© McLaren Applied Technologies, image taken from here

Simulation of Advanced Driver Assistance Systems

At McLaren Applied Technologies, I developed advanced driver assistance systems for their vehicle dynamics simulator to showcase the capabilities of virtual software development and testing in the automotive sector.

McLaren is well known for their heritage in motorsport, especially for their success in Formula One. The impact created by the cutting-edge technologies developed for F1 reaches far beyond the world of motorsport, though. One example for McLaren’s successfull approach of applying insights from motorsport to the development of street cars is their vehicle dynamics simulator that I had the pleasure to work on during my 6-month internship in the UK:

© McLaren Applied Technologies, image taken from here

With the help of the simulator, car manufacturers can drastically cut the development times of new models by replacing expensive prototype iterations and pre-production experiments with digital test-runs. To demonstrate that the simulator cannot only be used for developing and optimizing vehicle dynamics but also for accelerating the development of driver assistance systems, I was tasked with building proof-of-concept applications for lane keeping and pedestrian emergency braking in the simulator.

A lane keeping system can be simplified into two parts: lane detection and an automatic control system. To detect the current and neighbouring lanes, many sensors can be used to gather input data. I decided to go with mono camera input, so a virtual front-facing camera was attached to the simulated car. I developed a Python-based pipeline that analyzes the incoming images using the computer vision framework OpenCV and computes left and right splines marking the lane’s edges. When overlayed onto the live camera stream, the detected lane looks like this:

Aside from providing stable and precise lane estimations at different vehicle speeds, code efficiency was one one of the main challenges. Obviously, the algorithm needs to run in real-time to attach an automatic control system to the back of it, and computing power is expensive. With various optimization iterations, I managed to get the algorithm running at 30FPS on a standard laptop processor without GPU acceleration. In a production environment, a system like this would never use Python but rather a faster and more efficient language like C++, but this was only a proof of concept.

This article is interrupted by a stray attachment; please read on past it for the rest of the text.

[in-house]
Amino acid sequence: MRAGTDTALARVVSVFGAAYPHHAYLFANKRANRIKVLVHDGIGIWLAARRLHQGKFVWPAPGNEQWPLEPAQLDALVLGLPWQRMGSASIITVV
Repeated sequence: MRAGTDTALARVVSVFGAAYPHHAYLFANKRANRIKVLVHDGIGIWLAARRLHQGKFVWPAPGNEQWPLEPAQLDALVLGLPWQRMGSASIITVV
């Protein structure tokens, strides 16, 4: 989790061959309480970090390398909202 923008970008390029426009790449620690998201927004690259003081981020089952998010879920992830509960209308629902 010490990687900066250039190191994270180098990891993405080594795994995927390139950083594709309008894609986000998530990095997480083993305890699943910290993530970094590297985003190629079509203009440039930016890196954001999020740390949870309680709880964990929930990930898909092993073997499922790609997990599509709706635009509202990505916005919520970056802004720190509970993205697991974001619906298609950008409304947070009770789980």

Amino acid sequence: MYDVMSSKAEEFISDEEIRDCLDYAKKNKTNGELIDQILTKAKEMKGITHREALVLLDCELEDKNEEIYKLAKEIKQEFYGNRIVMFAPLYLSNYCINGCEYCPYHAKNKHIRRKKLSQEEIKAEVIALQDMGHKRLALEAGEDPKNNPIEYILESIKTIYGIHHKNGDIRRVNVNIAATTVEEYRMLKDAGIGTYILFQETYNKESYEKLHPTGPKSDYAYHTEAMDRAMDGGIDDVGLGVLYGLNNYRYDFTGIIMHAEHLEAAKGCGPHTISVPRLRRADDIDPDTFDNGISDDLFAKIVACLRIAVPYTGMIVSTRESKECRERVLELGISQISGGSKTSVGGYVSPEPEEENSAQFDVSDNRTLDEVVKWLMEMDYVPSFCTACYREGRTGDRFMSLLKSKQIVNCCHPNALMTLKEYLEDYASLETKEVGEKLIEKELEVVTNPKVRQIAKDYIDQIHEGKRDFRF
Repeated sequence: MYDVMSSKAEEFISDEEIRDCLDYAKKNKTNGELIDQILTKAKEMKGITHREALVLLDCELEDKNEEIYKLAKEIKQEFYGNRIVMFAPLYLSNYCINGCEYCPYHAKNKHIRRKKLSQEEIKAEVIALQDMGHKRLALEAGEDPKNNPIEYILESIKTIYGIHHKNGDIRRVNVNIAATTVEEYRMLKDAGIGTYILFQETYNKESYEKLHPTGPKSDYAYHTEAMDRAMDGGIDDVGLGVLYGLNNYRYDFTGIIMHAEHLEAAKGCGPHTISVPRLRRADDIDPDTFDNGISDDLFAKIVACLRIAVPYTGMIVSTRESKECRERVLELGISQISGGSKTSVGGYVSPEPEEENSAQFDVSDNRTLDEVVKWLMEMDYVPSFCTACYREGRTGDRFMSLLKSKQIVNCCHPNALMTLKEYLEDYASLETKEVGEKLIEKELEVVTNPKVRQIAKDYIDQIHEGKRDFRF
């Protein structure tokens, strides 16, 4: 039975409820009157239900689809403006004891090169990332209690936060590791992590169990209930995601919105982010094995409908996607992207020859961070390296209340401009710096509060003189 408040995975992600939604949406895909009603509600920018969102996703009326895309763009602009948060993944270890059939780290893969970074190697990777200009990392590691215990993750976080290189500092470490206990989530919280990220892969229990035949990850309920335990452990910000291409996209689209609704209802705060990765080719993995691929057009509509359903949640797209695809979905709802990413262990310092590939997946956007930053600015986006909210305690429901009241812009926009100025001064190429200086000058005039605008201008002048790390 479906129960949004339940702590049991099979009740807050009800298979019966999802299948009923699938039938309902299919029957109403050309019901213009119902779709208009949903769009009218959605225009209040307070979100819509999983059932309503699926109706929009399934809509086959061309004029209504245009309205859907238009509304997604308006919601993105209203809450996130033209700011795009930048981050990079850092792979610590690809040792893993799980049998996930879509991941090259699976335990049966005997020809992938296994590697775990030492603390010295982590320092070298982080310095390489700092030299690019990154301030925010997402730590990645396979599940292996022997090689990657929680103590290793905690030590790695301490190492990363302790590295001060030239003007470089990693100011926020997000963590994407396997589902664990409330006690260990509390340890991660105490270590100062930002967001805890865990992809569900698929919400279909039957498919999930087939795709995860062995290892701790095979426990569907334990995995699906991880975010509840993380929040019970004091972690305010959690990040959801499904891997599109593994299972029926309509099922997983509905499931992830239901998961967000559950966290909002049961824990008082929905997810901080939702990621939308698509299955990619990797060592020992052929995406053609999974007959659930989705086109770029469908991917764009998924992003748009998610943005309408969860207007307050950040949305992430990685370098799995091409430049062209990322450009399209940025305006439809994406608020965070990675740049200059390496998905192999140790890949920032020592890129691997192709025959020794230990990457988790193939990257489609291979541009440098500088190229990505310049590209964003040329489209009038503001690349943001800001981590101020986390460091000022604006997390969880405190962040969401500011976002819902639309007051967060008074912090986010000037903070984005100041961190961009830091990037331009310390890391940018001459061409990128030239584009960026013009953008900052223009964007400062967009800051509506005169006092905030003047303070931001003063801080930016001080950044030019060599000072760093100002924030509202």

With the lane detection up and running, I developed an automatic control algorithm that takes the current lane detection as well as car speed and steering angle into account and calculates a steering wheel momentum to maintain the planned trajectory derived from the lane estimation. The system outputs a momentum rather than a fixed steering angle so a physical driver can overrule the assistance system or use it during normal driving to prevent accidentally leaving the lane. Hooked up to the simulator, I was able push a button on the dashboard, let go of the steering wheel and had myself driven around by the algorithm I developed:

If you’re wondering why I’m wearing helmet in this picture, let me say this: My algorithm was good, but not perfect, and while a crash in the simulator obviously is a lot less painful than a real crash, it’s till far from comfortable.

The second system I developed targets urban driving environments: Detecting pedestrians in the car’s driving corridor and initiating an emergency braking maneuver. To accomplish this, I utilized a neural network architecture for real-time object detection called YOLOv2 (you only look once). I hooked up the trained network with the car’s camera stream to obtain bounding boxes of humans within the current frame. Using geometrical projections and estimations of the car’s current trajectory, I developed an automatic control algorithm for calculating the amount of brake pressure to apply. When braking for pedestrians worked sufficiently well, I proceeded to add functionality to further analyse objects within their detected bounding boxes within one forward pass of the neural network using OpenCV, which allowed for systems like a red traffic light detector that can also initiate automatic braking if the driver reacts too late.

All that was left to do now was getting into the simulator and trying to run over virtual pedestrians, which made for some good laughs. Both driver assistance systems worked well in the real-time simulator environment and demonstrated that McLaren’s vehicle dynamics simulator is a powerful tool for gaining a competitve advantage in the rapidly emerging field of driver assistance system development.

Lars Carius

Tech entrepreneur with a passion for computer vision, augmented reality, machine learning, and simulation engineering with a Master's degree in "Robotics, Cognition, Intelligence" from the Technical University of Munich.